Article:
Yesterday my little sister, Jenny, bravely went to the gym with me to test out the Couch to 5k program for those who are not joggers.
First of all, please note that we were doing it on a treadmill. Jenny suggested afterwards that it would be quite a different experience outside as judging the speed would be hard.
The first thing we realised is that Jenny's natural 'jogging' speed is about 8km/h, which for her feels reasonably fast. However, the Couch to 5k program promises by the end that you will be able to run 5k in 30mins, which means it expects you to run at 10k/h which is quite a bit different.
So, what it calls 'jogging' might be a quite a fast pace for non-joggers.
However, she agreed to start off doing 10k/h on the treadmill for her jogging sessions. As it turns out, she managed to get all the way through alternating between 10k/h and 5k/h.
Based on my experience supporting Jenny, I highly recommend using a heart rate monitor, or just after coming to a walk using the heart rate grips on the machine. During the jogging part, your heart rate should go up quite significantly, but during the walking period it should drop right down again. If your heart rate is not dropping down enough, it means you are not recovering in between and should probably take slightly longer breaks or walk slower.
For Jenny, her heart rate in the first few intervals hit around 176 then dropped down to 135-145ish. As she progressed, it hit a maximum of around 186 and only dropped to around 145. The 186 indicates that she was pretty much at her limit, and I wouldn't want her going any faster/longer.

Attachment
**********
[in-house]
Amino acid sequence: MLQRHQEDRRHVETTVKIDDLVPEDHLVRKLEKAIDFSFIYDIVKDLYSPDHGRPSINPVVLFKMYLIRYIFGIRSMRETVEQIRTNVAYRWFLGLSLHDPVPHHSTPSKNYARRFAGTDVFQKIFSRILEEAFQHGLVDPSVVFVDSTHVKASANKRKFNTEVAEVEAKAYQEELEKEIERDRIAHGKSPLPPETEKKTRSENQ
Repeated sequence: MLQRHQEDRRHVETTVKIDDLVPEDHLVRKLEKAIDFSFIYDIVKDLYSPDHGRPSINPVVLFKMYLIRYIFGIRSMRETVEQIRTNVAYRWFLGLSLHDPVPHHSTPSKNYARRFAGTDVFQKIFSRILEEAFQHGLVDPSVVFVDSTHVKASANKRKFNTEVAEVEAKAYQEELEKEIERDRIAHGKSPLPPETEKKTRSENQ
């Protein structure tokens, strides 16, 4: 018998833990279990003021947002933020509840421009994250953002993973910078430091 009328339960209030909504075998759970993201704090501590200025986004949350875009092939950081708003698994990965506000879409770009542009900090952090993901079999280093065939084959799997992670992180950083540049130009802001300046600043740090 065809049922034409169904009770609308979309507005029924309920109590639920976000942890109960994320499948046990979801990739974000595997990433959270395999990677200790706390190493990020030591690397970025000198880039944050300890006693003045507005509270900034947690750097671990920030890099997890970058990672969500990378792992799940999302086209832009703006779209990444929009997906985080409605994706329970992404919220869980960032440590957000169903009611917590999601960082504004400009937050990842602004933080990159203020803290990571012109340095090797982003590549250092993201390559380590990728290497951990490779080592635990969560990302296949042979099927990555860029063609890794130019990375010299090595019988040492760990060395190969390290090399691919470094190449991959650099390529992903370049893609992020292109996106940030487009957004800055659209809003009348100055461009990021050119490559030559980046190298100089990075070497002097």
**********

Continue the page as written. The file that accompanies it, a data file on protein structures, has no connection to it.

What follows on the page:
Afterwards she said she felt good. Her breathing had become tight, but not painful. This morning she could still walk, and reported not much pain at all.
She definitely like the interval training more than trying to stay at a jog for longer bursts. The minute was short enough that she could hold out and so push herself more than she probably would otherwise.
However, she still can't imagine being able to run at that speed for 30mins in 9 weeks. We shall see.
She is going to try and continue with the program, but since her own treadmill has just died, she will have to be running outside and so isn't sure she will be hitting the 10k/h in the jogging sections.
Review so far: the science behind doing intervals is pretty solid. It is meant to be one of the fastest ways to increase speed. However, it does mean in the interval pushing yourself harder than you would normally go.
We're not yet sure how it will go when the program starts evens out, as most interval training works on the principal of continually increasing the speed of the interval, not necessarily the length.
Jenny's Verdict: It's hard, but not as hard as you would think.
So, get out there and try it!